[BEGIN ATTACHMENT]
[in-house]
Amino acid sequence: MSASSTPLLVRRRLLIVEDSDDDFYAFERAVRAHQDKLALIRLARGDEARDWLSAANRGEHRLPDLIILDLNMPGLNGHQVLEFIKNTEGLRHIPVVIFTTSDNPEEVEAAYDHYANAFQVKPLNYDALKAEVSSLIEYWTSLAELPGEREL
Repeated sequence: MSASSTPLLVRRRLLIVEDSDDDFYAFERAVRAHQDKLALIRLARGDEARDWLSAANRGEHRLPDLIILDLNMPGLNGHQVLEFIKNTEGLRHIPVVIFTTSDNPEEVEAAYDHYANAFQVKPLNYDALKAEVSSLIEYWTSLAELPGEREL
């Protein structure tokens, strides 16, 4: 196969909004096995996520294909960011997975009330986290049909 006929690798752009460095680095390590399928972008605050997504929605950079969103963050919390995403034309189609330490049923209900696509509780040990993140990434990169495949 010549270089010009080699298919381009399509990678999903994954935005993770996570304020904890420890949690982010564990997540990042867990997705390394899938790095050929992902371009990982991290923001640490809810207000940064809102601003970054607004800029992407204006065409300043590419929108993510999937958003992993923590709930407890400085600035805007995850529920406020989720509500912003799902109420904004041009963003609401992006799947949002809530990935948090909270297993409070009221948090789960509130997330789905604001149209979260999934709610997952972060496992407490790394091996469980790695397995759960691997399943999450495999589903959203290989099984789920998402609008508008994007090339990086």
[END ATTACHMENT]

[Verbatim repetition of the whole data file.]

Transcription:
[in-house]
Amino acid sequence: MSASSTPLLVRRRLLIVEDSDDDFYAFERAVRAHQDKLALIRLARGDEARDWLSAANRGEHRLPDLIILDLNMPGLNGHQVLEFIKNTEGLRHIPVVIFTTSDNPEEVEAAYDHYANAFQVKPLNYDALKAEVSSLIEYWTSLAELPGEREL
Repeated sequence: MSASSTPLLVRRRLLIVEDSDDDFYAFERAVRAHQDKLALIRLARGDEARDWLSAANRGEHRLPDLIILDLNMPGLNGHQVLEFIKNTEGLRHIPVVIFTTSDNPEEVEAAYDHYANAFQVKPLNYDALKAEVSSLIEYWTSLAELPGEREL
């Protein structure tokens, strides 16, 4: 196969909004096995996520294909960011997975009330986290049909 006929690798752009460095680095390590399928972008605050997504929605950079969103963050919390995403034309189609330490049923209900696509509780040990993140990434990169495949 010549270089010009080699298919381009399509990678999903994954935005993770996570304020904890420890949690982010564990997540990042867990997705390394899938790095050929992902371009990982991290923001640490809810207000940064809102601003970054607004800029992407204006065409300043590419929108993510999937958003992993923590709930407890400085600035805007995850529920406020989720509500912003799902109420904004041009963003609401992006799947949002809530990935948090909270297993409070009221948090789960509130997330789905604001149209979260999934709610997952972060496992407490790394091996469980790695397995759960691997399943999450495999589903959203290989099984789920998402609008508008994007090339990086």